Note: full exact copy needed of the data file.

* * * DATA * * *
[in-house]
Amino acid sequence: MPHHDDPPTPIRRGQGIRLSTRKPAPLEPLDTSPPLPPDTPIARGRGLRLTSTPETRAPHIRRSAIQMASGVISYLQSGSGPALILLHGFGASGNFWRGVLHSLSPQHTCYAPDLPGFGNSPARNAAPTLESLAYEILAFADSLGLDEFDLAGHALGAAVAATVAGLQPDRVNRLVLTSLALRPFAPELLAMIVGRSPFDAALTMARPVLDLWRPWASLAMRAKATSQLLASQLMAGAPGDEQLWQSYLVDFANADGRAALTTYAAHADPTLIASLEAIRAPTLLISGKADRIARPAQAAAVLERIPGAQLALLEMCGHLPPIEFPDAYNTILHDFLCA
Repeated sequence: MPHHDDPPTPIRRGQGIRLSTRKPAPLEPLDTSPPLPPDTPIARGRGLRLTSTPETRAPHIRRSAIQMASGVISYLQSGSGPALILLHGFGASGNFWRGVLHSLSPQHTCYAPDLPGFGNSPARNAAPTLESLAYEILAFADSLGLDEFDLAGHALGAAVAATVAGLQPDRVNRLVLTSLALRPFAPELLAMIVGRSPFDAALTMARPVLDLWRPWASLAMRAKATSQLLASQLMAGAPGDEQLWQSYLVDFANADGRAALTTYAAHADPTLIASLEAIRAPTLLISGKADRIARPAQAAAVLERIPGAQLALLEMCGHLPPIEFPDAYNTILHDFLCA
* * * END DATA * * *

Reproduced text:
[in-house]
Amino acid sequence: MPHHDDPPTPIRRGQGIRLSTRKPAPLEPLDTSPPLPPDTPIARGRGLRLTSTPETRAPHIRRSAIQMASGVISYLQSGSGPALILLHGFGASGNFWRGVLHSLSPQHTCYAPDLPGFGNSPARNAAPTLESLAYEILAFADSLGLDEFDLAGHALGAAVAATVAGLQPDRVNRLVLTSLALRPFAPELLAMIVGRSPFDAALTMARPVLDLWRPWASLAMRAKATSQLLASQLMAGAPGDEQLWQSYLVDFANADGRAALTTYAAHADPTLIASLEAIRAPTLLISGKADRIARPAQAAAVLERIPGAQLALLEMCGHLPPIEFPDAYNTILHDFLCA
Repeated sequence: MPHHDDPPTPIRRGQGIRLSTRKPAPLEPLDTSPPLPPDTPIARGRGLRLTSTPETRAPHIRRSAIQMASGVISYLQSGSGPALILLHGFGASGNFWRGVLHSLSPQHTCYAPDLPGFGNSPARNAAPTLESLAYEILAFADSLGLDEFDLAGHALGAAVAATVAGLQPDRVNRLVLTSLALRPFAPELLAMIVGRSPFDAALTMARPVLDLWRPWASLAMRAKATSQLLASQLMAGAPGDEQLWQSYLVDFANADGRAALTTYAAHADPTLIASLEAIRAPTLLISGKADRIARPAQAAAVLERIPGAQLALLEMCGHLPPIEFPDAYNTILHDFLCA